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Exploring the dynamism of politics through the Bachand Internship

Written by: Gabrielle Liu (Bachand intern in Fall 2022). She speaks about her experience as an intern to provide some insight for perspective student interns


In an age where I thought radio may seem obsolete, the Bachand internship taught me how wrong I was.

The Nicholas Bachand Canadian Civil Society Internship is a semester-long experience offered by the Politics and International Studies Department. Interns work with the wonderful David and Maureen Teasdale at the QUBE 88.9fm, a local radio station in Lennoxville, to produce weekly shows with commentary on political news relevant to the English-speaking population of the Eastern Townships. Interns are responsible for their show from start to finish, researching, writing, recording, and editing their broadcasts.

In Fall 2022, I was incredibly lucky to be able to participate in this internship. My show Movements took stories in Canadian news and analyzed them through three lenses: the effects of colonialism, democracy serving a diverse population, and international development. I selected news for each episode based on how deeply we could delve into the lenses, and their ability to be relevant to the Townships. The goal was to craft relationships between listeners to these issues, to prove that we can care about what is happening near and far – and that power, inequality, and privilege dictate the way our political economy is run.

Some of my favourite episodes include connecting bus driver shortages in the Townships and expected future challenges as Quebec’s plan to electrify their school bus fleet, to Canada’s Critical Minerals Strategy to source minerals for a green and digital economy from home, a decision that can be unpopular for Indigenous and environmental activities. As its appeals process began at the Quebec Superior Court, I examined perspectives on Bill 21, the province’s secularism law that bars some public servants from wearing religious symbols – a law that has drawn sharp criticism from several English-speaking associations. Given that the case would likely reach Canada’s Supreme Court, I compared the power of courts in Canada to those in the U.S., where midterm elections were underway in a fervour that some analysts said was a reaction to the overturn of Roe v. Wade. In an interview, Amie Godward from the Sexual Culture Committee (SCC) at Bishop’s was so gracious to share the origins of Take Back the Night and explain the SCC’s decision to use a red handprint, a symbol of MMIWG2SI, on promotional material. I also loved highlighting organizations in the Townships preserving biodiversity during the COP15 conference in Montreal.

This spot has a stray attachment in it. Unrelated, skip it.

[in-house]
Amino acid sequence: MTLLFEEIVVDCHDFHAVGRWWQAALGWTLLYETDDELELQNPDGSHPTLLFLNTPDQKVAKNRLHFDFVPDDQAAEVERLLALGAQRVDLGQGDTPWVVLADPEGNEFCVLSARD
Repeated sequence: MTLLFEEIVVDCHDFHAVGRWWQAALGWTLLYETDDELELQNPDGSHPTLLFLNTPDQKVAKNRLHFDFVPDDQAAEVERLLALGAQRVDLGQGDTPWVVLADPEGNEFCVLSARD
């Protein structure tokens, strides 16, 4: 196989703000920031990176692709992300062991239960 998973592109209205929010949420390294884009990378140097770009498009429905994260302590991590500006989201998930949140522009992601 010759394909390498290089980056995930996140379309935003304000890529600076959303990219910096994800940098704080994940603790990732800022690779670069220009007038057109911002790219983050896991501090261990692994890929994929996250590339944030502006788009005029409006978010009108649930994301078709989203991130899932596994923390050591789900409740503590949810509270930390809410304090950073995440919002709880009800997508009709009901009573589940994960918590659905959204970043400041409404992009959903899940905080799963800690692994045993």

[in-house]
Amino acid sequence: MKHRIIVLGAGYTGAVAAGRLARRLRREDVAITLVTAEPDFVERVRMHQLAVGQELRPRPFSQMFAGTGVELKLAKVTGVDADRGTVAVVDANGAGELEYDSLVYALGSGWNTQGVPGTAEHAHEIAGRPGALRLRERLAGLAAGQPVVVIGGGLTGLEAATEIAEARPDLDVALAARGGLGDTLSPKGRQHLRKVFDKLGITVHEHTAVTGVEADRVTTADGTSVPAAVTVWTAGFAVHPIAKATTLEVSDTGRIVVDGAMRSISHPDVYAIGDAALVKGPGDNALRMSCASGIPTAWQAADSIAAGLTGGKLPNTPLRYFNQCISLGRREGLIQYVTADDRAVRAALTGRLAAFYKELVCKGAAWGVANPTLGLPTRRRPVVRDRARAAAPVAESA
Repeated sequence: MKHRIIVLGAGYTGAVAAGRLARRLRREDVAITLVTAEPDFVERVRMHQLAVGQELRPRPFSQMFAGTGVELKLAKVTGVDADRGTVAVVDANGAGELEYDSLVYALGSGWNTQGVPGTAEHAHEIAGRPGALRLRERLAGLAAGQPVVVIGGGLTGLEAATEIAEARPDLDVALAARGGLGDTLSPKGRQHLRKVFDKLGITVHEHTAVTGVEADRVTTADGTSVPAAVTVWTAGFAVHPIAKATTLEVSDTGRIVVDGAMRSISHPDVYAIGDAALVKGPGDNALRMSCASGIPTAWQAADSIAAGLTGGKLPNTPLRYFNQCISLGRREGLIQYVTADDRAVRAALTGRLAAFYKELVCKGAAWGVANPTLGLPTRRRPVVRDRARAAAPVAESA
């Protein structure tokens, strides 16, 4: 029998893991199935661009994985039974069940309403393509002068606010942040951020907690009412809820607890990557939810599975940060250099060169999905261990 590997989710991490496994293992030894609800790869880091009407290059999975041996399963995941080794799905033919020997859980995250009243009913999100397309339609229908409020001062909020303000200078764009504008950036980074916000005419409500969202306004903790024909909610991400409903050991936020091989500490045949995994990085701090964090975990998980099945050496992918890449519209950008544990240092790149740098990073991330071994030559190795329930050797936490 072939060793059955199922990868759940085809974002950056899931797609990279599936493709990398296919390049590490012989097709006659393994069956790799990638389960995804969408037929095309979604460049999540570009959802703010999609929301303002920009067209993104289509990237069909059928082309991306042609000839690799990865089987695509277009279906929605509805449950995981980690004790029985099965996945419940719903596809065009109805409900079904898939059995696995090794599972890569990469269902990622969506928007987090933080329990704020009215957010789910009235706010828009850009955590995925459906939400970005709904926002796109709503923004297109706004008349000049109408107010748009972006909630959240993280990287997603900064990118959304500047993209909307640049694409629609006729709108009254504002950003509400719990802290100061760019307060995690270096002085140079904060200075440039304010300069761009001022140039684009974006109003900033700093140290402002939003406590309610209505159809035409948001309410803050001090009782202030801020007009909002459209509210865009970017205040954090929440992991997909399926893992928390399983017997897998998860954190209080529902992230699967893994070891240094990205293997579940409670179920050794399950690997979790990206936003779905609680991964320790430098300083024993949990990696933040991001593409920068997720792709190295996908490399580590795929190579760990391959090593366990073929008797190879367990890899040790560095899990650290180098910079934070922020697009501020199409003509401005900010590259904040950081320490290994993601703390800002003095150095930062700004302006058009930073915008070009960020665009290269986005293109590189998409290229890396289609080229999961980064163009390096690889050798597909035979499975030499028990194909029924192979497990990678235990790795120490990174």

Each week’s research process demonstrated the importance of preserving local news coverage. Without La Tribune, The Sherbrooke Record, Le Reflet du Lac, and Radio Canada’s Ici Estrie, finding specific issues that affect the Townships would have been impossible. The Montreal Gazette was great for political analysis and commentary on language issues that some in the Townships might find relevant, but overall, it’s hard to see your local area reflected in larger news outlets.

Bachand reads like an independent study with the agency you have you explore such a vast range of news and themes. As an intern, you add to that local voice that seeks to inform and reflect a community. If you’re looking for a creative vehicle to channel your studies and serve in a non-profit while you’re at it, the Bachand may be for you.




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